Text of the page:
Brilliant - Contemporary Lighting On Show At The V&A

By Kristen Bailey | 02 March 2004
Shows a photograph of a reactive lamp that has the appearance of woven straggly branches of ivy for example. The threads are lighting up and giving off a glowing turquoise colour against a black backdrop.

Photo: Digital Dawn Reactive window lamp, Rachel Wingfield, 2003.

Kristen Bailey is all aglow at Brilliant, an exhibition of contemporary lighting design, at the Victoria & Albert Museum in London, until April 25.

Brilliant opens with a room full of the work of Dutch designer Tord Boontje.

Boontje is the darling of lighting design, and rightly so. His work ranges from ultra-expensive Swarovski crystal chandeliers to Garland, a £15 Habitat lampshade; and every piece injects a bit of much-needed romance and poetry into the cold, hard world of design with delicate animal and floral motifs and shadow play.

Shows a photograph of a tree outside the V&A Museum, which is surrounded at its base by different coloured bulbs that take on the appearance of flowers gathered around the tree. They are arranged in neat rows of concentric circles and the same pattern is repeated on three other trees in the background.

Photo: Bruce Munro installation. © Peter Kelleher.

Garland began life as the limited edition Wednesday light – created using a method primarily used for manufacturing electrical components, by photographically etching a sheet of steel.

The result was a flat-packed piece of steel lace which could then be crumpled into shape around a lightbulb. Wednesday was an instant hit, and when the cut-price version hit the high street, it sold out nationwide.

Boontje says, "I didn't want my work to be too fashionable or perfect…it's normal - like a Wednesday."

Shows a photograph of what appears to be metal, cut into a floral pattern and folded into a cone shape around a light bulb.

Photo: Midsummer Light Tyvek, Tord Boontje, 2004 (for Artecnica).

Many of the pieces on display echo this sentiment – being at once technically and visually stunning yet unintimidating and relatively affordable.

Rachel Wingfield’s Digital Dawn Window Lamp looks like a window blind, painted with a graphic floral pattern. However, if you put your hand over the light sensor next to it, simulating darkness falling, the pattern lights up, bit by bit.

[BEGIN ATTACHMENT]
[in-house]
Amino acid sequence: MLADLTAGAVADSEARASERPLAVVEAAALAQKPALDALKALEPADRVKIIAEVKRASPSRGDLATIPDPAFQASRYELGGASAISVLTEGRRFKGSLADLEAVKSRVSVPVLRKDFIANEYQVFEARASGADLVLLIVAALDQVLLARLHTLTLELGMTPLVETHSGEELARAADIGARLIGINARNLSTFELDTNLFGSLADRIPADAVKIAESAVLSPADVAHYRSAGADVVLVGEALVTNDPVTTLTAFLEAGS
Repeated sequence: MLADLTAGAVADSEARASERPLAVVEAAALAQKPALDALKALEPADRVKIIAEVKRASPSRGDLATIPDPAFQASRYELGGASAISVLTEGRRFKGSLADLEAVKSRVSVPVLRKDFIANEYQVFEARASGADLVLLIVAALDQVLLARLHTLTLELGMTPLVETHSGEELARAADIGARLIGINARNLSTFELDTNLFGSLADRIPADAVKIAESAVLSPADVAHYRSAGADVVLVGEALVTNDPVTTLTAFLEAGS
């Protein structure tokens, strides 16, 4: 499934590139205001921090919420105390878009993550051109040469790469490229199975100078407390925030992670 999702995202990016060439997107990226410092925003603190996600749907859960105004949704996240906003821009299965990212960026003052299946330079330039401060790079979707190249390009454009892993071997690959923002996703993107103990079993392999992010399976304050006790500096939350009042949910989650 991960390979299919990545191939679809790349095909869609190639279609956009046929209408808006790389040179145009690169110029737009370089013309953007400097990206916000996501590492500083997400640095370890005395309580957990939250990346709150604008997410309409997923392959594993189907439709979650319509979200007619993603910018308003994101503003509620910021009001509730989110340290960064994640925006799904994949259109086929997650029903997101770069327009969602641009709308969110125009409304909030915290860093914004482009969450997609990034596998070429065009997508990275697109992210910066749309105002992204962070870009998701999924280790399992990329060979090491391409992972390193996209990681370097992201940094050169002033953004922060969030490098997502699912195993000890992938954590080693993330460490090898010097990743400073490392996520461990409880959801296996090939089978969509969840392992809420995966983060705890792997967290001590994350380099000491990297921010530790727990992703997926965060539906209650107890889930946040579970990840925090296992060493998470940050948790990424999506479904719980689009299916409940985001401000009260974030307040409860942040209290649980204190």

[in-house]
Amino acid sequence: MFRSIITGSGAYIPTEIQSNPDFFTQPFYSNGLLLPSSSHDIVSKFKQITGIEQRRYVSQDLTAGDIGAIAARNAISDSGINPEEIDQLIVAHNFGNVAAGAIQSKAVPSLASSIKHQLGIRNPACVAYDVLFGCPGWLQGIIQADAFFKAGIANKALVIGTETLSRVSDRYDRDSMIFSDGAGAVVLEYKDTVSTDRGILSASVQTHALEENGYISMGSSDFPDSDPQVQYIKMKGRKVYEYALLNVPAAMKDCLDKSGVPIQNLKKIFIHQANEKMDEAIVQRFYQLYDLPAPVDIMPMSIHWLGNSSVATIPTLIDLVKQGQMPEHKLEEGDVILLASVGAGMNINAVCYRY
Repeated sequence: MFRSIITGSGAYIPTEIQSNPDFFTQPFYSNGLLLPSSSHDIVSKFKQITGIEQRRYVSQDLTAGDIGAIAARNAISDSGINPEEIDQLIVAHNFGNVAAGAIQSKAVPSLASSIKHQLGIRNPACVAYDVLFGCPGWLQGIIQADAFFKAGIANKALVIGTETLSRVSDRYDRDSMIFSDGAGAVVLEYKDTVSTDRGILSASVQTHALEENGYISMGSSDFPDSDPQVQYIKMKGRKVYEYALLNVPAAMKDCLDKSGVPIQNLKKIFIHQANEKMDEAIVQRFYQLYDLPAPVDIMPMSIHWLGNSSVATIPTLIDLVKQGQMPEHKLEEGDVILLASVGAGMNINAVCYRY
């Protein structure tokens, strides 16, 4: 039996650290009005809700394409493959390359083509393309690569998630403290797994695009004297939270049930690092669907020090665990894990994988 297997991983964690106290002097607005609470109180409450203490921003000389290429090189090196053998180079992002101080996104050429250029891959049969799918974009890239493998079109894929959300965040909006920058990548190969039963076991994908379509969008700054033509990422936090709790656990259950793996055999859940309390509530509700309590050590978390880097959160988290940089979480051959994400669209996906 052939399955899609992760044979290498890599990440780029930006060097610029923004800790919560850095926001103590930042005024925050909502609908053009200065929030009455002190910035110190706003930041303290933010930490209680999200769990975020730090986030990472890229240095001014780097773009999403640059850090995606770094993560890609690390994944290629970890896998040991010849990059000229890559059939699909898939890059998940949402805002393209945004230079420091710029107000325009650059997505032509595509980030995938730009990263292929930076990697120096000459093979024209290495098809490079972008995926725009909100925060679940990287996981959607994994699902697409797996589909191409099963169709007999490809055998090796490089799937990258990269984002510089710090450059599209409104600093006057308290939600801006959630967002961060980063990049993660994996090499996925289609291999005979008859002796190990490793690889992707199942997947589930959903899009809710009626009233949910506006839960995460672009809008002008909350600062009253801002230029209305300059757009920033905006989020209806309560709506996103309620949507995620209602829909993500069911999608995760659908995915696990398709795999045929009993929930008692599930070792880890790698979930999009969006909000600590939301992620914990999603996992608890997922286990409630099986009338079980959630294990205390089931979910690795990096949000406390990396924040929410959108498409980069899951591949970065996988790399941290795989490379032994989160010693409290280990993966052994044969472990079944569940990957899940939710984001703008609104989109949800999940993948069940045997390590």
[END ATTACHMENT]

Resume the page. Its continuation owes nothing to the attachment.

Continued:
The prize for most decorative use of an extension lead must go to Arik Lévy for his Umbilical lamps – lengths of glossy red cable woven, knotted and stretched into shapes, ending in a bare bulb.

Shows a photograph of a long length of glossy red cable woven, knotted and stretched into shape so that it resembles a spherical cage around a bare bulb. There are a number of black wires sticking out at various points from the sphere.

Photo: Umbilical by Arik Levy, 2002.

Sharon Marston’s Autumn Light is a waterfall of hand-dyed and woven glass fibre optics, scattered with fabric blossoms.

As I stand beneath it, 'ooh-ing' at its silvery glow, it blushes to a deep orange, then yellow.

Here at 24 Hour Museum we’ve seen an illuminated tablecloth. Ingo Maurer’s LED Table takes the concept into the 21st century, sandwiching conductive film and tiny LEDs between thick layers of Perspex.

Shows a photograph of a large spherical light fitting that is emitting a neat pattern of small specs of white light onto a grey background.

Photo: IPCO Sphere. Fibre glass, polyester, incandescent bulb. Ron Arad, UK, 2001.

The result is a table where you dine among a constellation of manmade stars.

So vast it hangs in a room of its own, Ron Arad’s IPCO (Inverted Pinhole Camera Obscura) is a huge fibreglass globe dotted with holes, through which squiggles of light 'wallpaper' the room (and your reviewer). I had to suppress the urge to request some Kylie…

Brilliant brings together the best of contemporary lighting design - lights which react to their environments or change them, lights which react to or affect their users – functional, thrilling and inspiring.

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